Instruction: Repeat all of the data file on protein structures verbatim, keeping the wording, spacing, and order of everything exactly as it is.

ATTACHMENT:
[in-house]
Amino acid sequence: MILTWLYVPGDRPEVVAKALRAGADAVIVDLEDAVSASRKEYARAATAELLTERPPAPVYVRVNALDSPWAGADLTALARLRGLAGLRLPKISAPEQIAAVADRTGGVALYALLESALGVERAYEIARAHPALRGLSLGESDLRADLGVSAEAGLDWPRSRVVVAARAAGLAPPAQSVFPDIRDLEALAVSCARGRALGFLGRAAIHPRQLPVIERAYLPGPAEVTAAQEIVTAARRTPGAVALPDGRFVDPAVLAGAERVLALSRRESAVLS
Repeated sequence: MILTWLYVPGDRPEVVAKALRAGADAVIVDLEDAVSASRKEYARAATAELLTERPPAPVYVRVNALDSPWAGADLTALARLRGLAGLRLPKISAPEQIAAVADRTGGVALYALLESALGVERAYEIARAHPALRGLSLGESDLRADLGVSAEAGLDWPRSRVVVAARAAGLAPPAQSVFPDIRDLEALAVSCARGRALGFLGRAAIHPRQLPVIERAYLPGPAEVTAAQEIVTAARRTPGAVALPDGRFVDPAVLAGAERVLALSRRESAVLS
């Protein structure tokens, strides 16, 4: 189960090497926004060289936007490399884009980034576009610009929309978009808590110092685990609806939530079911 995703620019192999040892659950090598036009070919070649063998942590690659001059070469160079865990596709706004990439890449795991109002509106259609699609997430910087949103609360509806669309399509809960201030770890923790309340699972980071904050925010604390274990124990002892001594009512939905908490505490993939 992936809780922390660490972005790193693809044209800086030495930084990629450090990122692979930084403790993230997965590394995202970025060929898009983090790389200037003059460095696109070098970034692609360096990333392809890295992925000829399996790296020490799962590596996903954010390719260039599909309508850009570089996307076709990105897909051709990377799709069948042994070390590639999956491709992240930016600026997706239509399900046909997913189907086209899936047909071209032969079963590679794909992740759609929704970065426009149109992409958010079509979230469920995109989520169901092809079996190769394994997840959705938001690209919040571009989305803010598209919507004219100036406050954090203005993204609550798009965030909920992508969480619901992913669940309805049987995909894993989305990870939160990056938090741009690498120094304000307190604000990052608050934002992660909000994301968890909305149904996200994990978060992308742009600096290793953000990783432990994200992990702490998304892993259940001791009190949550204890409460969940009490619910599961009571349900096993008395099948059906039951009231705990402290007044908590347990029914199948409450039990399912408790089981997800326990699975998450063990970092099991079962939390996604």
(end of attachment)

[in-house]
Amino acid sequence: MILTWLYVPGDRPEVVAKALRAGADAVIVDLEDAVSASRKEYARAATAELLTERPPAPVYVRVNALDSPWAGADLTALARLRGLAGLRLPKISAPEQIAAVADRTGGVALYALLESALGVERAYEIARAHPALRGLSLGESDLRADLGVSAEAGLDWPRSRVVVAARAAGLAPPAQSVFPDIRDLEALAVSCARGRALGFLGRAAIHPRQLPVIERAYLPGPAEVTAAQEIVTAARRTPGAVALPDGRFVDPAVLAGAERVLALSRRESAVLS
Repeated sequence: MILTWLYVPGDRPEVVAKALRAGADAVIVDLEDAVSASRKEYARAATAELLTERPPAPVYVRVNALDSPWAGADLTALARLRGLAGLRLPKISAPEQIAAVADRTGGVALYALLESALGVERAYEIARAHPALRGLSLGESDLRADLGVSAEAGLDWPRSRVVVAARAAGLAPPAQSVFPDIRDLEALAVSCARGRALGFLGRAAIHPRQLPVIERAYLPGPAEVTAAQEIVTAARRTPGAVALPDGRFVDPAVLAGAERVLALSRRESAVLS
């Protein structure tokens, strides 16, 4: 189960090497926004060289936007490399884009980034576009610009929309978009808590110092685990609806939530079911 995703620019192999040892659950090598036009070919070649063998942590690659001059070469160079865990596709706004990439890449795991109002509106259609699609997430910087949103609360509806669309399509809960201030770890923790309340699972980071904050925010604390274990124990002892001594009512939905908490505490993939 992936809780922390660490972005790193693809044209800086030495930084990629450090990122692979930084403790993230997965590394995202970025060929898009983090790389200037003059460095696109070098970034692609360096990333392809890295992925000829399996790296020490799962590596996903954010390719260039599909309508850009570089996307076709990105897909051709990377799709069948042994070390590639999956491709992240930016600026997706239509399900046909997913189907086209899936047909071209032969079963590679794909992740759609929704970065426009149109992409958010079509979230469920995109989520169901092809079996190769394994997840959705938001690209919040571009989305803010598209919507004219100036406050954090203005993204609550798009965030909920992508969480619901992913669940309805049987995909894993989305990870939160990056938090741009690498120094304000307190604000990052608050934002992660909000994301968890909305149904996200994990978060992308742009600096290793953000990783432990994200992990702490998304892993259940001791009190949550204890409460969940009490619910599961009571349900096993008395099948059906039951009231705990402290007044908590347990029914199948409450039990399912408790089981997800326990699975998450063990970092099991079962939390996604």